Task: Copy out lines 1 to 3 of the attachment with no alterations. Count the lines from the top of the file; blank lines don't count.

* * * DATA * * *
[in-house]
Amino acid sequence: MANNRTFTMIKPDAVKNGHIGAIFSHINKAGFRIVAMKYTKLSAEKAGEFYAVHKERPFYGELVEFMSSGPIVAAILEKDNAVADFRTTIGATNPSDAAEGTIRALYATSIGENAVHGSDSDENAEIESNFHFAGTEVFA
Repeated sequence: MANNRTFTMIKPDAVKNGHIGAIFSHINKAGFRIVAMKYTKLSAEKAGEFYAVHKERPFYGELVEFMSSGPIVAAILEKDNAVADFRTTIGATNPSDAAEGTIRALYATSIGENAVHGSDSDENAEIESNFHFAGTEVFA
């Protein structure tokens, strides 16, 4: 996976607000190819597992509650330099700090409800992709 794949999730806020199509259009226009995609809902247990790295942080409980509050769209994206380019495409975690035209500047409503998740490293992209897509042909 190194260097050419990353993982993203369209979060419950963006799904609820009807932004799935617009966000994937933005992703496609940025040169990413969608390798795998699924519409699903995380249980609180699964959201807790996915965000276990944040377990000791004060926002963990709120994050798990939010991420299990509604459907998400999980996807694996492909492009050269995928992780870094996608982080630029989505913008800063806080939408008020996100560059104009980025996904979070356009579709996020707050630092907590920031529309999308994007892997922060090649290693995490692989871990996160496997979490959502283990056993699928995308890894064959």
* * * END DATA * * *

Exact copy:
[in-house]
Amino acid sequence: MANNRTFTMIKPDAVKNGHIGAIFSHINKAGFRIVAMKYTKLSAEKAGEFYAVHKERPFYGELVEFMSSGPIVAAILEKDNAVADFRTTIGATNPSDAAEGTIRALYATSIGENAVHGSDSDENAEIESNFHFAGTEVFA
Repeated sequence: MANNRTFTMIKPDAVKNGHIGAIFSHINKAGFRIVAMKYTKLSAEKAGEFYAVHKERPFYGELVEFMSSGPIVAAILEKDNAVADFRTTIGATNPSDAAEGTIRALYATSIGENAVHGSDSDENAEIESNFHFAGTEVFA